O.E. wærloga "traitor, liar, enemy," from wær "faith, a compact" (cf. O.H.G. wara "truth," O.N. varar "solemn promise, vow;" see very; cf. also Varangian) + agent noun related to leogan "to lie" (see lie (v.1)). Original primary sense seems to have been "oath-breaker;" given special application to the devil (c.1000), but also used of giants and cannibals. Meaning "one in league with the devil" is recorded from c.1300. Ending in -ck and meaning "male equivalent of witch" (1560s) are from Scottish.

  20. Kathleen said,

    November 8, 2012 @ 7:45 am

    Although more women than men died in the Salem trials, several men were also executed: George Burroughs, George Jacobs, John Proctor, John Willard, and Samuel Wardwell. Another man died in jail.

    As a historian, I would say "witch" sounds right for both genders at least through the 1600s. As a reader of modern fantasy novels, I agree with commenters above who say "witch" is usually female and "wizard" or "warlock" more often male.

  21. Rodger C said,

    November 8, 2012 @ 8:34 am

    Iirc, in OE. a male witchy-person is wicca, a female is wicce. They merged in ME. and are now being distinguished again by new devices.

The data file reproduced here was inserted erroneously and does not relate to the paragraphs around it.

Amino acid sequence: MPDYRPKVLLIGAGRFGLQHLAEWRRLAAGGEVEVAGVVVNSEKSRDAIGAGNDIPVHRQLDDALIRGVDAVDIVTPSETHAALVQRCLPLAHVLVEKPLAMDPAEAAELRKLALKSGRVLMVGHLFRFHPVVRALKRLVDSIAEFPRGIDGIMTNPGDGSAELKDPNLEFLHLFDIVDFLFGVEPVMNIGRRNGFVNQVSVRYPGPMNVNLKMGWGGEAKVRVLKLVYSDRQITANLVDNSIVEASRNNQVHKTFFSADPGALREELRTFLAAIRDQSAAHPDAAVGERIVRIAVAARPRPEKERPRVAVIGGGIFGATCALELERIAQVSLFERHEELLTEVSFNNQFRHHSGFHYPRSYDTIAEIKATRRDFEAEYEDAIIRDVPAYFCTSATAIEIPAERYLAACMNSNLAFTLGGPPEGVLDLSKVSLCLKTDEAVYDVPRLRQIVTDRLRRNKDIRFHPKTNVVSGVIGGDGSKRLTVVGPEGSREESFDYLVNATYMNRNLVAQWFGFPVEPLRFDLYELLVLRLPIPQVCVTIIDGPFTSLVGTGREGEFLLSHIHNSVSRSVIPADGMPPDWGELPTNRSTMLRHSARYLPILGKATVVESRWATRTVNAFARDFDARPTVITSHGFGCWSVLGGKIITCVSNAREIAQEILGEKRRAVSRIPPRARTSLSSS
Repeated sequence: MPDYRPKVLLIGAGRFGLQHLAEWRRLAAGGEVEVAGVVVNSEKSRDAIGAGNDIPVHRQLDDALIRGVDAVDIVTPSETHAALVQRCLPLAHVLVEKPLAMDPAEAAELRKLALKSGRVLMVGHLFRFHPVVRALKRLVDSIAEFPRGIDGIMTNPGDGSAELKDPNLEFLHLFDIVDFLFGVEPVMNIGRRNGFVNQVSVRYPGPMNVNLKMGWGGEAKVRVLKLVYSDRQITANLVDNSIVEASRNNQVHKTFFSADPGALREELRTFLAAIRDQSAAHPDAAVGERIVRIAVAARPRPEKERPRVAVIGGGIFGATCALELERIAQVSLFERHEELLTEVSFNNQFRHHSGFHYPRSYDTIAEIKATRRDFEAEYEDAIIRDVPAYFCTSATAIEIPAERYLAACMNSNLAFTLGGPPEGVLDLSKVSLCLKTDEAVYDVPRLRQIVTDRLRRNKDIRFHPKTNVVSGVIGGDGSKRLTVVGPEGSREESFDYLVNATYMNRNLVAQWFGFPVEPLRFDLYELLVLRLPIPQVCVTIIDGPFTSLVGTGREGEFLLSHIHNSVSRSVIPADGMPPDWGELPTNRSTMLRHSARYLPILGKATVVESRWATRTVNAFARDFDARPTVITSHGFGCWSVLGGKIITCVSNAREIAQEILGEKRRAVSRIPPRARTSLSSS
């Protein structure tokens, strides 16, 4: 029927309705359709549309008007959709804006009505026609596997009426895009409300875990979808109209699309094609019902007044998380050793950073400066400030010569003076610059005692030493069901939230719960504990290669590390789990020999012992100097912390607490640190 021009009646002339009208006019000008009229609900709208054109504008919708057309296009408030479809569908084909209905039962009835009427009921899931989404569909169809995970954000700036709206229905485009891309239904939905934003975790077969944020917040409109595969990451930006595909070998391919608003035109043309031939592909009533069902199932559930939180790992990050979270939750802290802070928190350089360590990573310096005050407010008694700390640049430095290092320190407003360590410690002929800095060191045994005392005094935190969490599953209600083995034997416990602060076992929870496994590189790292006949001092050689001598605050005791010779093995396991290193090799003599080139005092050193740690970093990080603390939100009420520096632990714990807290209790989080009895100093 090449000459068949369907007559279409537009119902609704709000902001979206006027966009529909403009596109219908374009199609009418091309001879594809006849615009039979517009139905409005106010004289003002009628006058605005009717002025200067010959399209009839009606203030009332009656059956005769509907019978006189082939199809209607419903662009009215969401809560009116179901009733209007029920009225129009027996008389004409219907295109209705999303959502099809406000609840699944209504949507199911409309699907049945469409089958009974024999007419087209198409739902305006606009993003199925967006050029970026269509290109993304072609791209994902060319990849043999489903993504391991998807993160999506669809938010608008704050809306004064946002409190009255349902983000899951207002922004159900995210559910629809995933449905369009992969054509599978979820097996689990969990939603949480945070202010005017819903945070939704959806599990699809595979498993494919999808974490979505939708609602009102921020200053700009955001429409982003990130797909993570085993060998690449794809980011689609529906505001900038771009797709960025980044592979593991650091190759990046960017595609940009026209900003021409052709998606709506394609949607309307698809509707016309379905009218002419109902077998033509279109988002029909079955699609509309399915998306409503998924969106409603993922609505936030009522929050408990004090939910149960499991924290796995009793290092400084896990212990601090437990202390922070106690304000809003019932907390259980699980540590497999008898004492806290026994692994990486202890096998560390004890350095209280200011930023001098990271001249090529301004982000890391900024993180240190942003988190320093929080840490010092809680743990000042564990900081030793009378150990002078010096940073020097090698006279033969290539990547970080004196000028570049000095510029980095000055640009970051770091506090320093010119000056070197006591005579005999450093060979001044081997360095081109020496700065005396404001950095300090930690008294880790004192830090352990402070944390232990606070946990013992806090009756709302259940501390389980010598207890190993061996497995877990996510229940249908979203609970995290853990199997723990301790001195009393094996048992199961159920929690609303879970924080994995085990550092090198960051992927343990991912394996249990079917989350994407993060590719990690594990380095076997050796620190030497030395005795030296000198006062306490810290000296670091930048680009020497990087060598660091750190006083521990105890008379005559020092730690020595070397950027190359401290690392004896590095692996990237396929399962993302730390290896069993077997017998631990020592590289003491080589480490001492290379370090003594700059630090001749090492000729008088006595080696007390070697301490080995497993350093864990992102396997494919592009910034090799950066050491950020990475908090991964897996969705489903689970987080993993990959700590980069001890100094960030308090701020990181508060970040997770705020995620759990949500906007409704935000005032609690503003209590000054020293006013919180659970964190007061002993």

22. bks said,

    November 8, 2012 @ 10:53 am

    It should be noted that Gott and Colley got darned close (304-234) with a model so simple that a high school student could implement it with paper and pencil:

    1) For each state find the median of the preceeding month's polls
    2) Add the electoral votes for that state to the total for the indicated candidate.

    That's it! Now you're smarter than Karl Rove, Michael Barone and George Will.



  23. Adrian said,

    November 9, 2012 @ 1:55 pm

    Speaking as someone who's been interested in psephology for many years, there was never any doubt in my mind that Silver and his ilk were predicting the result accurately. Not only that, but the result in most states has been clear for several months, as you can see by the way Drew Linzer's predictions never changed. New Hampshire, Iowa, Virginia, Nevada and Ohio went Obamacrat a long time ago and it would take someone very charismatic to overcome that.